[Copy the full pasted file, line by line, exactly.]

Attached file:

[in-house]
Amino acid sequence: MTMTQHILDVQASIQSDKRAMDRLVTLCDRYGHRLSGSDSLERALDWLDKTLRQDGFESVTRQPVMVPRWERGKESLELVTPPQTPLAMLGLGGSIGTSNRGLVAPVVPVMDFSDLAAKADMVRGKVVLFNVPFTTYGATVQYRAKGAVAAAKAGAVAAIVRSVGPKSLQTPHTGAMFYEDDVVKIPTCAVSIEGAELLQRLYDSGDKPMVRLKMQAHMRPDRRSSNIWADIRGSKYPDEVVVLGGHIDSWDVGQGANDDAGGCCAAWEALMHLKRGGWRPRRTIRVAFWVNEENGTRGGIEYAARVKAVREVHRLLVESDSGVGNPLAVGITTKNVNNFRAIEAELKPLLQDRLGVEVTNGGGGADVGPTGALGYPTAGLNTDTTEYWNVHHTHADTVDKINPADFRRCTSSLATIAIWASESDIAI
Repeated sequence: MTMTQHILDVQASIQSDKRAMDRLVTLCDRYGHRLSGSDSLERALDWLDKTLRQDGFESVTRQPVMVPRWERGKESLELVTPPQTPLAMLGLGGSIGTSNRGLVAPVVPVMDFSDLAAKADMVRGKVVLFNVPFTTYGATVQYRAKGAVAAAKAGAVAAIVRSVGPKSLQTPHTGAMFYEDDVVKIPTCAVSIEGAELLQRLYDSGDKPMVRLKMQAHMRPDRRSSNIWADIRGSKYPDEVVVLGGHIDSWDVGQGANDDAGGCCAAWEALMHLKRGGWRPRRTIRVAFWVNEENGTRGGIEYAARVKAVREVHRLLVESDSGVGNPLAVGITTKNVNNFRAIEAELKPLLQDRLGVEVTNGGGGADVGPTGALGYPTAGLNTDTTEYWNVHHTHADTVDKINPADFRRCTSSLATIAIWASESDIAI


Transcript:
[in-house]
Amino acid sequence: MTMTQHILDVQASIQSDKRAMDRLVTLCDRYGHRLSGSDSLERALDWLDKTLRQDGFESVTRQPVMVPRWERGKESLELVTPPQTPLAMLGLGGSIGTSNRGLVAPVVPVMDFSDLAAKADMVRGKVVLFNVPFTTYGATVQYRAKGAVAAAKAGAVAAIVRSVGPKSLQTPHTGAMFYEDDVVKIPTCAVSIEGAELLQRLYDSGDKPMVRLKMQAHMRPDRRSSNIWADIRGSKYPDEVVVLGGHIDSWDVGQGANDDAGGCCAAWEALMHLKRGGWRPRRTIRVAFWVNEENGTRGGIEYAARVKAVREVHRLLVESDSGVGNPLAVGITTKNVNNFRAIEAELKPLLQDRLGVEVTNGGGGADVGPTGALGYPTAGLNTDTTEYWNVHHTHADTVDKINPADFRRCTSSLATIAIWASESDIAI
Repeated sequence: MTMTQHILDVQASIQSDKRAMDRLVTLCDRYGHRLSGSDSLERALDWLDKTLRQDGFESVTRQPVMVPRWERGKESLELVTPPQTPLAMLGLGGSIGTSNRGLVAPVVPVMDFSDLAAKADMVRGKVVLFNVPFTTYGATVQYRAKGAVAAAKAGAVAAIVRSVGPKSLQTPHTGAMFYEDDVVKIPTCAVSIEGAELLQRLYDSGDKPMVRLKMQAHMRPDRRSSNIWADIRGSKYPDEVVVLGGHIDSWDVGQGANDDAGGCCAAWEALMHLKRGGWRPRRTIRVAFWVNEENGTRGGIEYAARVKAVREVHRLLVESDSGVGNPLAVGITTKNVNNFRAIEAELKPLLQDRLGVEVTNGGGGADVGPTGALGYPTAGLNTDTTEYWNVHHTHADTVDKINPADFRRCTSSLATIAIWASESDIAI